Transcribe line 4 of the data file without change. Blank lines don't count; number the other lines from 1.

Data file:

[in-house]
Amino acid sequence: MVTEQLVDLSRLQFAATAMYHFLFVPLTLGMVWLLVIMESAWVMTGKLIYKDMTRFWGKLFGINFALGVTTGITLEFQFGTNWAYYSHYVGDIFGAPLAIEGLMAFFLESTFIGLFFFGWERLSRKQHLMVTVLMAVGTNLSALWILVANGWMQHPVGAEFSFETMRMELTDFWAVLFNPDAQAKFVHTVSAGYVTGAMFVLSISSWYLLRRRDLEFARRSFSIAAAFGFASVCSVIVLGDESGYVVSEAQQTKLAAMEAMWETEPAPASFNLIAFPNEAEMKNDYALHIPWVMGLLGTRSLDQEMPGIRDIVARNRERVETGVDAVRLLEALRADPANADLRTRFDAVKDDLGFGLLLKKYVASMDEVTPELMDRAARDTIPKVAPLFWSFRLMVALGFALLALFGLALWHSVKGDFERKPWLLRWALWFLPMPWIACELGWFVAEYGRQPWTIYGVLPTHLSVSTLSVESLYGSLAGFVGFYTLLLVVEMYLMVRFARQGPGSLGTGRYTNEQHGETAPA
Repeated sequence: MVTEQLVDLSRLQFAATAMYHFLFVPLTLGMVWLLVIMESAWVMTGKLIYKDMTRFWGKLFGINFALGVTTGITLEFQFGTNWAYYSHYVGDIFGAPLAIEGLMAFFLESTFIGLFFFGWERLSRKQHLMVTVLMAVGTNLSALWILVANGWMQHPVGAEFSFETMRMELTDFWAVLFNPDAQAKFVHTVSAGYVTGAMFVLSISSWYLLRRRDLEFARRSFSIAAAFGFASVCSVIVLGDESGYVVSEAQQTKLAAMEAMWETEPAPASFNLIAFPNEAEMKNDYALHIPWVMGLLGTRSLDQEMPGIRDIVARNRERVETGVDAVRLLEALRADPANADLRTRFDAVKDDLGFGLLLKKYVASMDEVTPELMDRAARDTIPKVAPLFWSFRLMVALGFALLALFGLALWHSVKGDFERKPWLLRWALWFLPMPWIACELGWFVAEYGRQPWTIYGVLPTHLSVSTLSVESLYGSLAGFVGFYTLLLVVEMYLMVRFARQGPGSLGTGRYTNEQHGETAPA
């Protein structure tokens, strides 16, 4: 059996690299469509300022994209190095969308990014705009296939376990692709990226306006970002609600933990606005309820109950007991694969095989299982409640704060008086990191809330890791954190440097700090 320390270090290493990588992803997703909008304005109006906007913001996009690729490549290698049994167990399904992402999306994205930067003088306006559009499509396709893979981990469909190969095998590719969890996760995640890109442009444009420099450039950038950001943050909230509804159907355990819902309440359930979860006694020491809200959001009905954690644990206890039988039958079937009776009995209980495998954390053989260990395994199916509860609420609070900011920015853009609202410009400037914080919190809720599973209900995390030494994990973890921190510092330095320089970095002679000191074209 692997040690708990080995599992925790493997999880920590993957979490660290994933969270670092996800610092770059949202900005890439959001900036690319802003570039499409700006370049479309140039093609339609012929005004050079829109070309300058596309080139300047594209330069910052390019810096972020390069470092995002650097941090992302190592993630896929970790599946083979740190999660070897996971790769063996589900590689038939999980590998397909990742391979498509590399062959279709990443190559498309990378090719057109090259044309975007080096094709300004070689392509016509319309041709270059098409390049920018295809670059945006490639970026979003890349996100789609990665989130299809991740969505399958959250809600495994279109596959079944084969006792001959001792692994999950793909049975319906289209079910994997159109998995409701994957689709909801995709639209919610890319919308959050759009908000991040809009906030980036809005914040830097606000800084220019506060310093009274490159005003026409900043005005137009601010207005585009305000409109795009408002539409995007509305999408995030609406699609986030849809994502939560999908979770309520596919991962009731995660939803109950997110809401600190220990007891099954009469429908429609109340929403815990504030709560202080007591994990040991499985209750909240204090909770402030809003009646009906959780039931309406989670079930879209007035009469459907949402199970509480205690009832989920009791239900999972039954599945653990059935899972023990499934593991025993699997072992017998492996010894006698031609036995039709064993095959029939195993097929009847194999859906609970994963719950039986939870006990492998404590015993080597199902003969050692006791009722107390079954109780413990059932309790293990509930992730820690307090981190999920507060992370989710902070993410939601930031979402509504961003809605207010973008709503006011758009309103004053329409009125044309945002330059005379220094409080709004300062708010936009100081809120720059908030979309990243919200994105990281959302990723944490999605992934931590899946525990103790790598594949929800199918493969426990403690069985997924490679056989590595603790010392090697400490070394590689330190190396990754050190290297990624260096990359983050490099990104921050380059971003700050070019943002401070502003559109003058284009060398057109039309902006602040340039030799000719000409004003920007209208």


């Protein structure tokens, strides 16, 4: 059996690299469509300022994209190095969308990014705009296939376990692709990226306006970002609600933990606005309820109950007991694969095989299982409640704060008086990191809330890791954190440097700090 320390270090290493990588992803997703909008304005109006906007913001996009690729490549290698049994167990399904992402999306994205930067003088306006559009499509396709893979981990469909190969095998590719969890996760995640890109442009444009420099450039950038950001943050909230509804159907355990819902309440359930979860006694020491809200959001009905954690644990206890039988039958079937009776009995209980495998954390053989260990395994199916509860609420609070900011920015853009609202410009400037914080919190809720599973209900995390030494994990973890921190510092330095320089970095002679000191074209 692997040690708990080995599992925790493997999880920590993957979490660290994933969270670092996800610092770059949202900005890439959001900036690319802003570039499409700006370049479309140039093609339609012929005004050079829109070309300058596309080139300047594209330069910052390019810096972020390069470092995002650097941090992302190592993630896929970790599946083979740190999660070897996971790769063996589900590689038939999980590998397909990742391979498509590399062959279709990443190559498309990378090719057109090259044309975007080096094709300004070689392509016509319309041709270059098409390049920018295809670059945006490639970026979003890349996100789609990665989130299809991740969505399958959250809600495994279109596959079944084969006792001959001792692994999950793909049975319906289209079910994997159109998995409701994957689709909801995709639209919610890319919308959050759009908000991040809009906030980036809005914040830097606000800084220019506060310093009274490159005003026409900043005005137009601010207005585009305000409109795009408002539409995007509305999408995030609406699609986030849809994502939560999908979770309520596919991962009731995660939803109950997110809401600190220990007891099954009469429908429609109340929403815990504030709560202080007591994990040991499985209750909240204090909770402030809003009646009906959780039931309406989670079930879209007035009469459907949402199970509480205690009832989920009791239900999972039954599945653990059935899972023990499934593991025993699997072992017998492996010894006698031609036995039709064993095959029939195993097929009847194999859906609970994963719950039986939870006990492998404590015993080597199902003969050692006791009722107390079954109780413990059932309790293990509930992730820690307090981190999920507060992370989710902070993410939601930031979402509504961003809605207010973008709503006011758009309103004053329409009125044309945002330059005379220094409080709004300062708010936009100081809120720059908030979309990243919200994105990281959302990723944490999605992934931590899946525990103790790598594949929800199918493969426990403690069985997924490679056989590595603790010392090697400490070394590689330190190396990754050190290297990624260096990359983050490099990104921050380059971003700050070019943002401070502003559109003058284009060398057109039309902006602040340039030799000719000409004003920007209208």